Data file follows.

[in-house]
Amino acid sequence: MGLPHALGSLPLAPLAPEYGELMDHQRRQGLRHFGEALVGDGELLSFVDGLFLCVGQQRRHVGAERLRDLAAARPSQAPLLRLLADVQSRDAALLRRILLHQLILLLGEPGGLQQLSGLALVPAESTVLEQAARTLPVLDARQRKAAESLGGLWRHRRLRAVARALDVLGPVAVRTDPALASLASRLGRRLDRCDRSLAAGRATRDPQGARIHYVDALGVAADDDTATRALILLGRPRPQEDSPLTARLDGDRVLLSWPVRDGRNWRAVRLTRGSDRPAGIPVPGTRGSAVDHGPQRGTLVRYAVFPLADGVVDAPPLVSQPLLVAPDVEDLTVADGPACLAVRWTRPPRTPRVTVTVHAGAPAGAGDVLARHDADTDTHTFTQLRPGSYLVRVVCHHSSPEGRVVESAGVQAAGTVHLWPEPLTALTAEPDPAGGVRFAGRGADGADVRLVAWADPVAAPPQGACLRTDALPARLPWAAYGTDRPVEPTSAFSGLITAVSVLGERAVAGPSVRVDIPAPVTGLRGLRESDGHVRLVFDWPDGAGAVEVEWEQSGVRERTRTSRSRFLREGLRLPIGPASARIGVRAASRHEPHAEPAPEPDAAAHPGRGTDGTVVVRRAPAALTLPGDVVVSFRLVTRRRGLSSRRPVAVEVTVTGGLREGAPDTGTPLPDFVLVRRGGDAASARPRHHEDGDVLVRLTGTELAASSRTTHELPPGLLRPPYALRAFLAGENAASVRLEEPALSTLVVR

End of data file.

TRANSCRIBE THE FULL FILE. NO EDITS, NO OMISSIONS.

[in-house]
Amino acid sequence: MGLPHALGSLPLAPLAPEYGELMDHQRRQGLRHFGEALVGDGELLSFVDGLFLCVGQQRRHVGAERLRDLAAARPSQAPLLRLLADVQSRDAALLRRILLHQLILLLGEPGGLQQLSGLALVPAESTVLEQAARTLPVLDARQRKAAESLGGLWRHRRLRAVARALDVLGPVAVRTDPALASLASRLGRRLDRCDRSLAAGRATRDPQGARIHYVDALGVAADDDTATRALILLGRPRPQEDSPLTARLDGDRVLLSWPVRDGRNWRAVRLTRGSDRPAGIPVPGTRGSAVDHGPQRGTLVRYAVFPLADGVVDAPPLVSQPLLVAPDVEDLTVADGPACLAVRWTRPPRTPRVTVTVHAGAPAGAGDVLARHDADTDTHTFTQLRPGSYLVRVVCHHSSPEGRVVESAGVQAAGTVHLWPEPLTALTAEPDPAGGVRFAGRGADGADVRLVAWADPVAAPPQGACLRTDALPARLPWAAYGTDRPVEPTSAFSGLITAVSVLGERAVAGPSVRVDIPAPVTGLRGLRESDGHVRLVFDWPDGAGAVEVEWEQSGVRERTRTSRSRFLREGLRLPIGPASARIGVRAASRHEPHAEPAPEPDAAAHPGRGTDGTVVVRRAPAALTLPGDVVVSFRLVTRRRGLSSRRPVAVEVTVTGGLREGAPDTGTPLPDFVLVRRGGDAASARPRHHEDGDVLVRLTGTELAASSRTTHELPPGLLRPPYALRAFLAGENAASVRLEEPALSTLVVR